StringJoiner vs StringBuilder/StringBuffer
java.lang.StringBuilder or java.lang.StringBuffer are also used for joining multiple strings together using their append() method.
Then why StringJoiner?
The answer is StringJoiner is very easy to use as compared to both these classes. Following are a couple of scenarios to prove this.

1. With StringBuilder or StringBuffer, you need to repeat the separator every time it needs to be added. For adding 4 strings, with a prefix and suffix, StringBuilder will require below code

StringBuilder b = new StringBuilder("[");
b.append("learning").append(",").append("java").
  append(",").append("is").append("fun").append("]");

While with StringJoiner, below code will be used

StringJoiner j = new StringJoiner(",", "[", "]"); 
j.add("learning").add("java").add("is").add("fun");

2. If the strings are joined within a loop, then StringBuilder or StringBuffer will add an extra separator, which needs to be separately removed after the loop as shown below.

List<String> words = List.of("learning", "java", "is", "fun");
StringBuilder b = new StringBuilder("");
for (String word : words) {
  b.append(word).append(",");
}
System.out.println(b.toString());
String result = "";
// remove trailing separator
if(!b.toString().equals("")) {
  result = b.substring(0, b.length()-1);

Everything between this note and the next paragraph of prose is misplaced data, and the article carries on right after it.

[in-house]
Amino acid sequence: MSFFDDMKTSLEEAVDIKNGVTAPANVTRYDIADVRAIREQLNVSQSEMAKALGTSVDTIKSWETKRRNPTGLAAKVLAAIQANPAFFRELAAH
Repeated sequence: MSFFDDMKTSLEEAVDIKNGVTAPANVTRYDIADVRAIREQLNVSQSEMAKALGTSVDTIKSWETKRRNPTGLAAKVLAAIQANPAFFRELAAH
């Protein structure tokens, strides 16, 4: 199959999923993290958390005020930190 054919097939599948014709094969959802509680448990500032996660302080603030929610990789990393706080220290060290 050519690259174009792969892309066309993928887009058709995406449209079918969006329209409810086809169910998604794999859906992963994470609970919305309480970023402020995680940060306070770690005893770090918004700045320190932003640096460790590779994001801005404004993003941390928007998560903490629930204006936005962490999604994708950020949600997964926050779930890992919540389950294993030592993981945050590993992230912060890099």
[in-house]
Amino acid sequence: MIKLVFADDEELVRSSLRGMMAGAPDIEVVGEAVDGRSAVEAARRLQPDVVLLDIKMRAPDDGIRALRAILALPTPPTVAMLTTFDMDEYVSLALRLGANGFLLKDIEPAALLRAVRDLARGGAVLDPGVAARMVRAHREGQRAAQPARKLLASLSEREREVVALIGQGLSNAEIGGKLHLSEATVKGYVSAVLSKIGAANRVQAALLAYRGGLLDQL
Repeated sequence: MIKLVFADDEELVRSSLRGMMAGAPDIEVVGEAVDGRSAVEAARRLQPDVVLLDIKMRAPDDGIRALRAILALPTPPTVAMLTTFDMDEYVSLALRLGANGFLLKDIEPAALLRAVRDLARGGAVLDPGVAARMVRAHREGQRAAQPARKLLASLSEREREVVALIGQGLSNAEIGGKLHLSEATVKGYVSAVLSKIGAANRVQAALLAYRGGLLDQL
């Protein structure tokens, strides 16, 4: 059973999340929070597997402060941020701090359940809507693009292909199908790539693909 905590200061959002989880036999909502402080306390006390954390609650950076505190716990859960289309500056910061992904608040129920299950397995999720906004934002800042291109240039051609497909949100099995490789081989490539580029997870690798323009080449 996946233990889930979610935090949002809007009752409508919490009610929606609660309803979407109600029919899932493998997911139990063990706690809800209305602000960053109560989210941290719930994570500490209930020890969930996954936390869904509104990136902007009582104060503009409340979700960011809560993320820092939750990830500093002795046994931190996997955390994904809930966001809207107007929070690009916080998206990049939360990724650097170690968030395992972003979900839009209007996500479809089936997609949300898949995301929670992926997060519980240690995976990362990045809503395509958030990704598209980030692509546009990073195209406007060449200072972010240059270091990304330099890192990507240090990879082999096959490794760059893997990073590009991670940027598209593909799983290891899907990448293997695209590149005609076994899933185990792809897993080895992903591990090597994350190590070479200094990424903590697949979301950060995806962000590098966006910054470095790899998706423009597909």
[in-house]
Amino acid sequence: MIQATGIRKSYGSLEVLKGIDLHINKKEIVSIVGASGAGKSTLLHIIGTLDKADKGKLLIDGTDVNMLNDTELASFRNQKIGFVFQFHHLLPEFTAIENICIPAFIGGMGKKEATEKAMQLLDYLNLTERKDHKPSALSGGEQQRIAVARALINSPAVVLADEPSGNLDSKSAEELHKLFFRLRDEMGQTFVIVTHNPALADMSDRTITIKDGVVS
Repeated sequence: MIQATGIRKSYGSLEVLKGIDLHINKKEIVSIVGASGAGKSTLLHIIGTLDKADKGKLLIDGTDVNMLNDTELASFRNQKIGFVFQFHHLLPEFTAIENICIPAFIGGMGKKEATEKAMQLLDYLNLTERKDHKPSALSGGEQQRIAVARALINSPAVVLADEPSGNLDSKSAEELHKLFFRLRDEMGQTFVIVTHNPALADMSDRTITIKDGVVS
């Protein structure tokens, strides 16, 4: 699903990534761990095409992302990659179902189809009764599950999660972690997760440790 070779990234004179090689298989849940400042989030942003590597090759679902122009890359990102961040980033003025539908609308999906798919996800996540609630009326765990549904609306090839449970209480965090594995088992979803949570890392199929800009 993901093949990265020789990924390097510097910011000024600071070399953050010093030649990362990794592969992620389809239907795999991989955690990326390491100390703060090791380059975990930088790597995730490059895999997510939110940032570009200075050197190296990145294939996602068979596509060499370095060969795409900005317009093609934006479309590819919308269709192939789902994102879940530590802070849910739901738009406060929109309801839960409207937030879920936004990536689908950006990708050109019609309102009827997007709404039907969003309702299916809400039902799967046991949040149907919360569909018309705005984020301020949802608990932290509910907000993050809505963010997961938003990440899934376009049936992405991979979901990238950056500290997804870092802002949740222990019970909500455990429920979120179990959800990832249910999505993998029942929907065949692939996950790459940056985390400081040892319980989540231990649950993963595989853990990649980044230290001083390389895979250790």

}
System.out.println(result);

This prints

learning,java,is,fun,
learning,java,is,fun

You can see that simply appending strings also adds an extra separator that needs to be removed explicitly, while there is no such problem with StringJoiner.
StringJoiner methods
Following are some of the important methods of StringJoiner.
1. add(CharSequence s)
It is used to add a string to be joined. We have already looked at this method in action.

2. setEmptyValue(CharSequence value)
When StringJoiner is created using its constructor, it does not contain any value till add() is called.
setEmptyValue() allows you to set an empty value for StringJoiner. The value is supplied as argument. Example,

StringJoiner j = new StringJoiner(",");
System.out.println("Value of StringJoiner: " + j.toString());
j.setEmptyValue("Nothing here!");
System.out.println("Value of StringJoiner: " + j.toString());

This prints

Value of StringJoiner:
Value of StringJoiner: Nothing here!

Remember that empty value is removed as soon as a value is added to StringJoiner.

3. merge(StringJoiner j)
This method merges the contents of argument StringJoiner to the StringJoiner on which it is called. Contents of argument StringJoiner remain unchanged.
merge() returns the same object on which it was called. So, you can chain multiple merge() calls or even apply add() calls after merge as

j.merge(j1).merge(j2).add(“A”);

We have already seen this merge() in action above.

4. length()
length() method returns the number of characters in StringJoiner. This includes the separators, prefix and suffix values. Example,

StringJoiner j = new StringJoiner(",","[","]");
j.add("a").add("b");
System.out.println("Length of StringJoiner: "+j.length());

This prints

Length of StringJoiner: 5

Remember that separators, prefix and suffix are only counted when a string has been added to the StringJoiner.
If it has empty value, then these are not included in length. Example,

StringJoiner j = new StringJoiner(",","[","]");
j.setEmptyValue("nothing");
System.out.println("Length of StringJoiner: "+j.length());

Output is

Length of StringJoiner: 7

which is the length of empty value only.
Hope the article was useful.